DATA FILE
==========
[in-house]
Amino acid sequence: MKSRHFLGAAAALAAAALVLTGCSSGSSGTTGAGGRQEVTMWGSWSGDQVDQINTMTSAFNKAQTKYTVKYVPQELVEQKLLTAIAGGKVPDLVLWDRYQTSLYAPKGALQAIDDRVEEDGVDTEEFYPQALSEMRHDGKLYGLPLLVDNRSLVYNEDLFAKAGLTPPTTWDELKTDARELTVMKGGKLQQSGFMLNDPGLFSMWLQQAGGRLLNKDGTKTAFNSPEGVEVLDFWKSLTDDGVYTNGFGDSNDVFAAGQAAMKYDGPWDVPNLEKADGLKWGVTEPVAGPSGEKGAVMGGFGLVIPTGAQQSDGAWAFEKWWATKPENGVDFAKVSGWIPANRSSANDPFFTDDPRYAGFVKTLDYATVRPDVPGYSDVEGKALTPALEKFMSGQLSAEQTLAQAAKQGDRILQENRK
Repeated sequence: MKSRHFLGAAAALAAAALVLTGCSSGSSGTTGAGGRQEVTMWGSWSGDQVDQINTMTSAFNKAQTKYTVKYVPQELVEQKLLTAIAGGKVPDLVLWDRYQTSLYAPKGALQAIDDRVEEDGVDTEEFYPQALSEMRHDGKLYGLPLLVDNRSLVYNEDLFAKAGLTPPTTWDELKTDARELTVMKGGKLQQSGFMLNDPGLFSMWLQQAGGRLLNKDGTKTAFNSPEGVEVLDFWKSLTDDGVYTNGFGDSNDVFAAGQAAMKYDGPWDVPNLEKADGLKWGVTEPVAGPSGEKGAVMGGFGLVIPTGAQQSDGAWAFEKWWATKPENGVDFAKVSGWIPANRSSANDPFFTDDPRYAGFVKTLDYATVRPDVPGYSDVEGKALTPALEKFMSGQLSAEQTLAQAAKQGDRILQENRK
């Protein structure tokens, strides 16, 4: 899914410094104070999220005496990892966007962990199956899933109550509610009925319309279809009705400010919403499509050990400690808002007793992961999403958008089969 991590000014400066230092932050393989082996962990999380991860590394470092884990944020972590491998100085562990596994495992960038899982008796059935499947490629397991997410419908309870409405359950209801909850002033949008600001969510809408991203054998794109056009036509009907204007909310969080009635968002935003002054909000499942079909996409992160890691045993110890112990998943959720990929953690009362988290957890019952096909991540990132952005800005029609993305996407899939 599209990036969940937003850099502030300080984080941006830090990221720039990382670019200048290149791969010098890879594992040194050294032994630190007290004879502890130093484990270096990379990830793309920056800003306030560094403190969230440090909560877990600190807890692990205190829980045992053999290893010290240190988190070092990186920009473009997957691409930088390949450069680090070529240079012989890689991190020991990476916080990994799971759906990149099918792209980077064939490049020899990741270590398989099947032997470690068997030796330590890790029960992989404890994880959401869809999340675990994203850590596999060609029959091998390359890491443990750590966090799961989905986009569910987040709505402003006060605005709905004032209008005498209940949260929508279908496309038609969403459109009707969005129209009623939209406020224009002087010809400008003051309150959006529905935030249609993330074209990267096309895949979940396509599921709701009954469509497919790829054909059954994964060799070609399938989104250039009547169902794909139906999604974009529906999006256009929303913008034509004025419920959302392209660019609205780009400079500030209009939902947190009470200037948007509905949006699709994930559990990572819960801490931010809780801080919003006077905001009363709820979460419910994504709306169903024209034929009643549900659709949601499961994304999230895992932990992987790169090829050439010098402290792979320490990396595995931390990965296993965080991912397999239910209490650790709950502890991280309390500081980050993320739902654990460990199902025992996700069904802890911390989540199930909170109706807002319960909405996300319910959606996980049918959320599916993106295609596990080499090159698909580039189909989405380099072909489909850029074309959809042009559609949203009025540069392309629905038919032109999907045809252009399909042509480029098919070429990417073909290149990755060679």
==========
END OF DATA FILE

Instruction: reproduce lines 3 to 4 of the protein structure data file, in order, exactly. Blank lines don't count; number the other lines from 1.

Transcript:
Repeated sequence: MKSRHFLGAAAALAAAALVLTGCSSGSSGTTGAGGRQEVTMWGSWSGDQVDQINTMTSAFNKAQTKYTVKYVPQELVEQKLLTAIAGGKVPDLVLWDRYQTSLYAPKGALQAIDDRVEEDGVDTEEFYPQALSEMRHDGKLYGLPLLVDNRSLVYNEDLFAKAGLTPPTTWDELKTDARELTVMKGGKLQQSGFMLNDPGLFSMWLQQAGGRLLNKDGTKTAFNSPEGVEVLDFWKSLTDDGVYTNGFGDSNDVFAAGQAAMKYDGPWDVPNLEKADGLKWGVTEPVAGPSGEKGAVMGGFGLVIPTGAQQSDGAWAFEKWWATKPENGVDFAKVSGWIPANRSSANDPFFTDDPRYAGFVKTLDYATVRPDVPGYSDVEGKALTPALEKFMSGQLSAEQTLAQAAKQGDRILQENRK
């Protein structure tokens, strides 16, 4: 899914410094104070999220005496990892966007962990199956899933109550509610009925319309279809009705400010919403499509050990400690808002007793992961999403958008089969 991590000014400066230092932050393989082996962990999380991860590394470092884990944020972590491998100085562990596994495992960038899982008796059935499947490629397991997410419908309870409405359950209801909850002033949008600001969510809408991203054998794109056009036509009907204007909310969080009635968002935003002054909000499942079909996409992160890691045993110890112990998943959720990929953690009362988290957890019952096909991540990132952005800005029609993305996407899939 599209990036969940937003850099502030300080984080941006830090990221720039990382670019200048290149791969010098890879594992040194050294032994630190007290004879502890130093484990270096990379990830793309920056800003306030560094403190969230440090909560877990600190807890692990205190829980045992053999290893010290240190988190070092990186920009473009997957691409930088390949450069680090070529240079012989890689991190020991990476916080990994799971759906990149099918792209980077064939490049020899990741270590398989099947032997470690068997030796330590890790029960992989404890994880959401869809999340675990994203850590596999060609029959091998390359890491443990750590966090799961989905986009569910987040709505402003006060605005709905004032209008005498209940949260929508279908496309038609969403459109009707969005129209009623939209406020224009002087010809400008003051309150959006529905935030249609993330074209990267096309895949979940396509599921709701009954469509497919790829054909059954994964060799070609399938989104250039009547169902794909139906999604974009529906999006256009929303913008034509004025419920959302392209660019609205780009400079500030209009939902947190009470200037948007509905949006699709994930559990990572819960801490931010809780801080919003006077905001009363709820979460419910994504709306169903024209034929009643549900659709949601499961994304999230895992932990992987790169090829050439010098402290792979320490990396595995931390990965296993965080991912397999239910209490650790709950502890991280309390500081980050993320739902654990460990199902025992996700069904802890911390989540199930909170109706807002319960909405996300319910959606996980049918959320599916993106295609596990080499090159698909580039189909989405380099072909489909850029074309959809042009559609949203009025540069392309629905038919032109999907045809252009399909042509480029098919070429990417073909290149990755060679």